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The Embrace: A Heartfelt Tribute or Modernism Gone Wrong?

If you are from Boston, you may have heard about the newest statue revealed in Boston Common, “The Embrace.” The statue was unveiled last week in honor of Martin Luther King Junior Day. The initial reactions to this statue have been mixed. Some have enthusiastically supported the artistic direction. Others have raised questions regarding its appearance, and still others have scorned the new statue. According to the creator of the statue, Hank Willis Thomas, it is supposed to represent the relationship between Dr. King and his wife, Loretta Scott King. It is based on a famous 1964 photograph in which the couple embraced after Dr. King had been announced as the winner of the Nobel Peace Prize.

Still, no one can deny that it was a rather strange choice to only include the arms of the two people. Thomas defends his piece stating that “The Embrace” is supposed to represent spiritual and emotional protection, and mayor Michelle Wu hailed it as an eye-opening invitation to the racism that still exists in our society. On the other hand, detractors have stated that it is a literal monument to how white liberals have dismembered Dr. King and his more radical message. Seneca Scott, cousin of Coretta Scott King even called it a “masturbatory metal homage to my legendary family members.”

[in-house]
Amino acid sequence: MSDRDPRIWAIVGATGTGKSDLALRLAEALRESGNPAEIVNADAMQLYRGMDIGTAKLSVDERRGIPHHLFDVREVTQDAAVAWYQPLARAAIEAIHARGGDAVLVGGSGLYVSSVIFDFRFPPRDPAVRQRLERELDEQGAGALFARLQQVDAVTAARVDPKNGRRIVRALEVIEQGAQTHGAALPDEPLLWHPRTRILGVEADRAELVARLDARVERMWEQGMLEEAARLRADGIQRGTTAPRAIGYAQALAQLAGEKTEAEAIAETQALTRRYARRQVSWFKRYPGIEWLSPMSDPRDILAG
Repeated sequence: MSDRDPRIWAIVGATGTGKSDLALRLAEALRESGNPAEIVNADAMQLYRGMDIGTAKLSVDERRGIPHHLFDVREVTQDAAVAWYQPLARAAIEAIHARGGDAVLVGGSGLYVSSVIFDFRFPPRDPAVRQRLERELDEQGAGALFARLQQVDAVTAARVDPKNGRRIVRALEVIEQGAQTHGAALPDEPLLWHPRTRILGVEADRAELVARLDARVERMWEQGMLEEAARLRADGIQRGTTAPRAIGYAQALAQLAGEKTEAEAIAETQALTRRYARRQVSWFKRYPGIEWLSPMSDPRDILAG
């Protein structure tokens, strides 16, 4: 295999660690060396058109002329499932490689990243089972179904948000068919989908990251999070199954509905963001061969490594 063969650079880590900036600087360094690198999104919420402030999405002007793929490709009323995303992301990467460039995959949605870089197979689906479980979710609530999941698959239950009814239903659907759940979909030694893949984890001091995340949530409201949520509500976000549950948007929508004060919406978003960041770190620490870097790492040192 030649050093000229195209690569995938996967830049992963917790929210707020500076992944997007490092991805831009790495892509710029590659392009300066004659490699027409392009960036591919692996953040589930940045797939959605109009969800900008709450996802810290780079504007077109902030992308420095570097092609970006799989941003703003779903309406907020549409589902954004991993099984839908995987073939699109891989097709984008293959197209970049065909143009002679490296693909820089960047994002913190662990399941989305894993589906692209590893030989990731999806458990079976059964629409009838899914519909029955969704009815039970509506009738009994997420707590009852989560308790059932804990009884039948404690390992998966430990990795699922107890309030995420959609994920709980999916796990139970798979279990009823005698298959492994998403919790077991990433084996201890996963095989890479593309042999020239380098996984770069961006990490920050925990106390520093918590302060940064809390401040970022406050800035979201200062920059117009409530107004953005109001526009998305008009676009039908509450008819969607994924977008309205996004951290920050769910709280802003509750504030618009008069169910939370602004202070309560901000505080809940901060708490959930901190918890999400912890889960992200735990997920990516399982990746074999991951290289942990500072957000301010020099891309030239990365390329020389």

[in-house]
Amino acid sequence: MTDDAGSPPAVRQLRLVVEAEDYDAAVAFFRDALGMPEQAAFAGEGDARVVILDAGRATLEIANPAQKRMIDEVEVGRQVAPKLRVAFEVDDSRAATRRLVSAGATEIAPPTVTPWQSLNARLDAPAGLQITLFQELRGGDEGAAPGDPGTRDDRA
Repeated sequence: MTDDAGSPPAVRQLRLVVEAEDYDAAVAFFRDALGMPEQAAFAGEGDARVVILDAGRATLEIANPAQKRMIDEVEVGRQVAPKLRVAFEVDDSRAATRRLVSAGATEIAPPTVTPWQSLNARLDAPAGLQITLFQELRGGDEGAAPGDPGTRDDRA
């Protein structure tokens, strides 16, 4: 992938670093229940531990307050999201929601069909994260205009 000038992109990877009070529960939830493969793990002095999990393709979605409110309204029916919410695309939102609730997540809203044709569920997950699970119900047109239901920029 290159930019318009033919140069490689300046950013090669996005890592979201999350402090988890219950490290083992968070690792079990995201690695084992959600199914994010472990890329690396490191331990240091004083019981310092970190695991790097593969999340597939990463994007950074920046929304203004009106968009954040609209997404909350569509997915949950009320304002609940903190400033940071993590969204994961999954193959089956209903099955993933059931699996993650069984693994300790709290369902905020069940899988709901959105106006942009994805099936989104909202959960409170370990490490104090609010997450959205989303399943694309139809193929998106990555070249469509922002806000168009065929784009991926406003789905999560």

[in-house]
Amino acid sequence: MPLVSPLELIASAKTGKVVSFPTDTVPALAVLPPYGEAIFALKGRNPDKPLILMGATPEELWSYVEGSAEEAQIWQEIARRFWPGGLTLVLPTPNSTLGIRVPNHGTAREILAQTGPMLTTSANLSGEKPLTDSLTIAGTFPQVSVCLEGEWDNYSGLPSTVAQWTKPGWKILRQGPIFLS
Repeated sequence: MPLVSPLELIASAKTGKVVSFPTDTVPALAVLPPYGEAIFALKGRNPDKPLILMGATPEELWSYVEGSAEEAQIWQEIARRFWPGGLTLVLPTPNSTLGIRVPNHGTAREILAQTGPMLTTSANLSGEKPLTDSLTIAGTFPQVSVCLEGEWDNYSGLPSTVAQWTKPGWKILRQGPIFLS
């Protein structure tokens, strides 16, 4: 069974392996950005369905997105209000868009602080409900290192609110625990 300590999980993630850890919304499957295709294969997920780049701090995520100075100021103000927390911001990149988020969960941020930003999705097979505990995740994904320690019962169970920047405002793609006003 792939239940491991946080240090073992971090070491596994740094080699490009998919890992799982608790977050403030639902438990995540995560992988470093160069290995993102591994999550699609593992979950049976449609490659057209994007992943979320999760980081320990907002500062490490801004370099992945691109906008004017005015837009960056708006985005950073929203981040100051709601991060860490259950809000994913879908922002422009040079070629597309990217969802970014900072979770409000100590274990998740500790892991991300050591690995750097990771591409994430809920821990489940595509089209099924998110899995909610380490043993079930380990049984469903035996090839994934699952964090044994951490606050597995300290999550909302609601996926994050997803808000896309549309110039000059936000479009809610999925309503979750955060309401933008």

The whole spectacle has opened up a debate about how to portray civil rights leaders in statues and sculptures, whether or not they should be done in realistic styles such as the MLK statue in Washington D.C, or whether they should be done in a more artistic mode as shown in “The Embrace.” 

I went myself to see the statue and asked passersby if they had any strong opinions on the statue and what it may represent. From the ground, it is pretty obvious what the statue is supposed to be. But to be fair to critics, it does still look strange, especially with no heads. The people that I asked had nuanced opinions on the statue. One person responded, “I like the statue and I am interested in the direction that they are taking the memorial.” Another person said that it was a fine way to represent the late Dr. King when asked if they thought that the statue did a good job as a memorial for him. Finally, someone said that they didn’t understand it at first, but once they understood the significance of the hug, they said that it makes for a good statue. 

It appears that the overwhelming criticism of this sculpture was not as widespread as initially reported. People can agree that the statue may be a little weird, but that it nevertheless does capture the spirit of Dr. King and his message.

Patrick Dumitrescu
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